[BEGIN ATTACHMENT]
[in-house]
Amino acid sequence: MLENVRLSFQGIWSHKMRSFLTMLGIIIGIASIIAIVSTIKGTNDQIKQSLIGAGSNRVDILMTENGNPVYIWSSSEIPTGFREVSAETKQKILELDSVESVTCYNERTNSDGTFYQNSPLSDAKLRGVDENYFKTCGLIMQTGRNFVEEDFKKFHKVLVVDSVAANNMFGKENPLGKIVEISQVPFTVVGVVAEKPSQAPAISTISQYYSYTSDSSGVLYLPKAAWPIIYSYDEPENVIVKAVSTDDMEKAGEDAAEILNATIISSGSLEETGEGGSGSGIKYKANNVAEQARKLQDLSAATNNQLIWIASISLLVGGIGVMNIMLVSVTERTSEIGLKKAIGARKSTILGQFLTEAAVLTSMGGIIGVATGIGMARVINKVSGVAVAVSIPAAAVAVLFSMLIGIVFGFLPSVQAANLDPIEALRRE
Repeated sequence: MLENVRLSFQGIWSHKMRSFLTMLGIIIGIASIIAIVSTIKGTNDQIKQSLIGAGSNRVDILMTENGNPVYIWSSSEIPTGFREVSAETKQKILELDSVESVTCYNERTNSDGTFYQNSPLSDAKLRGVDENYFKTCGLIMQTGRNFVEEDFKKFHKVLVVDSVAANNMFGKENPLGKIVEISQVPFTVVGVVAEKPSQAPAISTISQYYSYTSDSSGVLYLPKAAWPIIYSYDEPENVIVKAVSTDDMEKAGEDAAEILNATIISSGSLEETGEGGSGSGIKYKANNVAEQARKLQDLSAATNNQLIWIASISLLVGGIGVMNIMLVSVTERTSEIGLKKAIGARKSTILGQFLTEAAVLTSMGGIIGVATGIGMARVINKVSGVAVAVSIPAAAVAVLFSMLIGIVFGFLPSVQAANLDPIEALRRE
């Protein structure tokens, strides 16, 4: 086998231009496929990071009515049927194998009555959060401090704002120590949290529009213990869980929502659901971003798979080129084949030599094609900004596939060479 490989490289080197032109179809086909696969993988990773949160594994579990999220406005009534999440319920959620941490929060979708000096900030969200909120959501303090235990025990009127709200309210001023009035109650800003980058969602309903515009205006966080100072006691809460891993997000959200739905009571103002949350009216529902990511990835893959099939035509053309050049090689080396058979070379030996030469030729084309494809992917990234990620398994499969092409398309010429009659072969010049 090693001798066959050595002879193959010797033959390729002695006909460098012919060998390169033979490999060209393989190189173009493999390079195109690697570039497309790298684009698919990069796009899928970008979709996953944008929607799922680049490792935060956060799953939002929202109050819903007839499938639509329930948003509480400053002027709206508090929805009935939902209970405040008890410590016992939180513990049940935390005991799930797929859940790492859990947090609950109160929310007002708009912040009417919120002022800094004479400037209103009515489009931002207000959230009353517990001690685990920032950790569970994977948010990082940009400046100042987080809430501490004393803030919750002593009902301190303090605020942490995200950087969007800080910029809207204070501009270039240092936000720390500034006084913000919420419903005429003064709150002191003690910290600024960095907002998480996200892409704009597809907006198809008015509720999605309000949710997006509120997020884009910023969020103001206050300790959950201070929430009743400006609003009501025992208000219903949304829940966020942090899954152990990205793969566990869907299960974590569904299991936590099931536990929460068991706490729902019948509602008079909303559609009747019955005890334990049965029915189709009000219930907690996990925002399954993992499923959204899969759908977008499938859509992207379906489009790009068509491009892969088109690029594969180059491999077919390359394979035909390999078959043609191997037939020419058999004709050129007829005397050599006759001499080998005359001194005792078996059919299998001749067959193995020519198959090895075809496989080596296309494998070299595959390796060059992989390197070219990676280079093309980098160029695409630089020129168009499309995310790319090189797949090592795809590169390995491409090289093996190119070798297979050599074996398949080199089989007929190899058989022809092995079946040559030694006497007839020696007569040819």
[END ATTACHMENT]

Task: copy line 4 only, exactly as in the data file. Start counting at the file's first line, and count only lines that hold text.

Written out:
């Protein structure tokens, strides 16, 4: 086998231009496929990071009515049927194998009555959060401090704002120590949290529009213990869980929502659901971003798979080129084949030599094609900004596939060479 490989490289080197032109179809086909696969993988990773949160594994579990999220406005009534999440319920959620941490929060979708000096900030969200909120959501303090235990025990009127709200309210001023009035109650800003980058969602309903515009205006966080100072006691809460891993997000959200739905009571103002949350009216529902990511990835893959099939035509053309050049090689080396058979070379030996030469030729084309494809992917990234990620398994499969092409398309010429009659072969010049 090693001798066959050595002879193959010797033959390729002695006909460098012919060998390169033979490999060209393989190189173009493999390079195109690697570039497309790298684009698919990069796009899928970008979709996953944008929607799922680049490792935060956060799953939002929202109050819903007839499938639509329930948003509480400053002027709206508090929805009935939902209970405040008890410590016992939180513990049940935390005991799930797929859940790492859990947090609950109160929310007002708009912040009417919120002022800094004479400037209103009515489009931002207000959230009353517990001690685990920032950790569970994977948010990082940009400046100042987080809430501490004393803030919750002593009902301190303090605020942490995200950087969007800080910029809207204070501009270039240092936000720390500034006084913000919420419903005429003064709150002191003690910290600024960095907002998480996200892409704009597809907006198809008015509720999605309000949710997006509120997020884009910023969020103001206050300790959950201070929430009743400006609003009501025992208000219903949304829940966020942090899954152990990205793969566990869907299960974590569904299991936590099931536990929460068991706490729902019948509602008079909303559609009747019955005890334990049965029915189709009000219930907690996990925002399954993992499923959204899969759908977008499938859509992207379906489009790009068509491009892969088109690029594969180059491999077919390359394979035909390999078959043609191997037939020419058999004709050129007829005397050599006759001499080998005359001194005792078996059919299998001749067959193995020519198959090895075809496989080596296309494998070299595959390796060059992989390197070219990676280079093309980098160029695409630089020129168009499309995310790319090189797949090592795809590169390995491409090289093996190119070798297979050599074996398949080199089989007929190899058989022809092995079946040559030694006497007839020696007569040819």